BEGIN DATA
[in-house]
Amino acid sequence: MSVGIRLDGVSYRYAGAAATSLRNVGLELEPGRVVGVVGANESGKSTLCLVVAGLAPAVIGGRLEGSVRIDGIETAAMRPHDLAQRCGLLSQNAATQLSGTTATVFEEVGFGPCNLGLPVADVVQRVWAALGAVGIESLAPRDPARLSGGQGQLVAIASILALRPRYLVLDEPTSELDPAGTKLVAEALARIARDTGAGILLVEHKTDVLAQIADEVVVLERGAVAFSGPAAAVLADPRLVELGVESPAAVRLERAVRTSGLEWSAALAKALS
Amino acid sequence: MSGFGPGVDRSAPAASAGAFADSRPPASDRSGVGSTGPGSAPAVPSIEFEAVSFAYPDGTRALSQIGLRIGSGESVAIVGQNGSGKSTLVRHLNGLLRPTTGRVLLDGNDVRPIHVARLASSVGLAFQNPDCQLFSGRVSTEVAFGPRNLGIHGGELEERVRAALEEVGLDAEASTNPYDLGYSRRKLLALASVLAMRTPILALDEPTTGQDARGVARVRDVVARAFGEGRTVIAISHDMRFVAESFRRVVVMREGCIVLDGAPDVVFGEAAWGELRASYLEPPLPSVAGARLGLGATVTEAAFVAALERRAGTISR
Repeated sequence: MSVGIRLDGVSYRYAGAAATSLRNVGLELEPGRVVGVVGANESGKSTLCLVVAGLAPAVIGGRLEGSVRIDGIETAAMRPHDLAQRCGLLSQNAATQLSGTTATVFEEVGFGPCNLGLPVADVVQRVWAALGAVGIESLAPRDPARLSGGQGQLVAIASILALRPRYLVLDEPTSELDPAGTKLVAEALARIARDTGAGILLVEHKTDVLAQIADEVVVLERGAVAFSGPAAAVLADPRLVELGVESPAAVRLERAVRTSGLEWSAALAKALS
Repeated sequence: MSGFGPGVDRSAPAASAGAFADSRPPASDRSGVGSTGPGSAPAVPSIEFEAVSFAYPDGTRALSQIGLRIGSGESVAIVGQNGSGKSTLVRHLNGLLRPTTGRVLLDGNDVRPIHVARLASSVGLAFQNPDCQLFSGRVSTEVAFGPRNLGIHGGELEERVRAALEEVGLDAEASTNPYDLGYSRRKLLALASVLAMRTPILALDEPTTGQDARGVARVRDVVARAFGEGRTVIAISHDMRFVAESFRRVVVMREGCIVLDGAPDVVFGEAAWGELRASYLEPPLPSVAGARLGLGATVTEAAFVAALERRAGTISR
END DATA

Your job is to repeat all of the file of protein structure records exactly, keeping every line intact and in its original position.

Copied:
[in-house]
Amino acid sequence: MSVGIRLDGVSYRYAGAAATSLRNVGLELEPGRVVGVVGANESGKSTLCLVVAGLAPAVIGGRLEGSVRIDGIETAAMRPHDLAQRCGLLSQNAATQLSGTTATVFEEVGFGPCNLGLPVADVVQRVWAALGAVGIESLAPRDPARLSGGQGQLVAIASILALRPRYLVLDEPTSELDPAGTKLVAEALARIARDTGAGILLVEHKTDVLAQIADEVVVLERGAVAFSGPAAAVLADPRLVELGVESPAAVRLERAVRTSGLEWSAALAKALS
Amino acid sequence: MSGFGPGVDRSAPAASAGAFADSRPPASDRSGVGSTGPGSAPAVPSIEFEAVSFAYPDGTRALSQIGLRIGSGESVAIVGQNGSGKSTLVRHLNGLLRPTTGRVLLDGNDVRPIHVARLASSVGLAFQNPDCQLFSGRVSTEVAFGPRNLGIHGGELEERVRAALEEVGLDAEASTNPYDLGYSRRKLLALASVLAMRTPILALDEPTTGQDARGVARVRDVVARAFGEGRTVIAISHDMRFVAESFRRVVVMREGCIVLDGAPDVVFGEAAWGELRASYLEPPLPSVAGARLGLGATVTEAAFVAALERRAGTISR
Repeated sequence: MSVGIRLDGVSYRYAGAAATSLRNVGLELEPGRVVGVVGANESGKSTLCLVVAGLAPAVIGGRLEGSVRIDGIETAAMRPHDLAQRCGLLSQNAATQLSGTTATVFEEVGFGPCNLGLPVADVVQRVWAALGAVGIESLAPRDPARLSGGQGQLVAIASILALRPRYLVLDEPTSELDPAGTKLVAEALARIARDTGAGILLVEHKTDVLAQIADEVVVLERGAVAFSGPAAAVLADPRLVELGVESPAAVRLERAVRTSGLEWSAALAKALS
Repeated sequence: MSGFGPGVDRSAPAASAGAFADSRPPASDRSGVGSTGPGSAPAVPSIEFEAVSFAYPDGTRALSQIGLRIGSGESVAIVGQNGSGKSTLVRHLNGLLRPTTGRVLLDGNDVRPIHVARLASSVGLAFQNPDCQLFSGRVSTEVAFGPRNLGIHGGELEERVRAALEEVGLDAEASTNPYDLGYSRRKLLALASVLAMRTPILALDEPTTGQDARGVARVRDVVARAFGEGRTVIAISHDMRFVAESFRRVVVMREGCIVLDGAPDVVFGEAAWGELRASYLEPPLPSVAGARLGLGATVTEAAFVAALERRAGTISR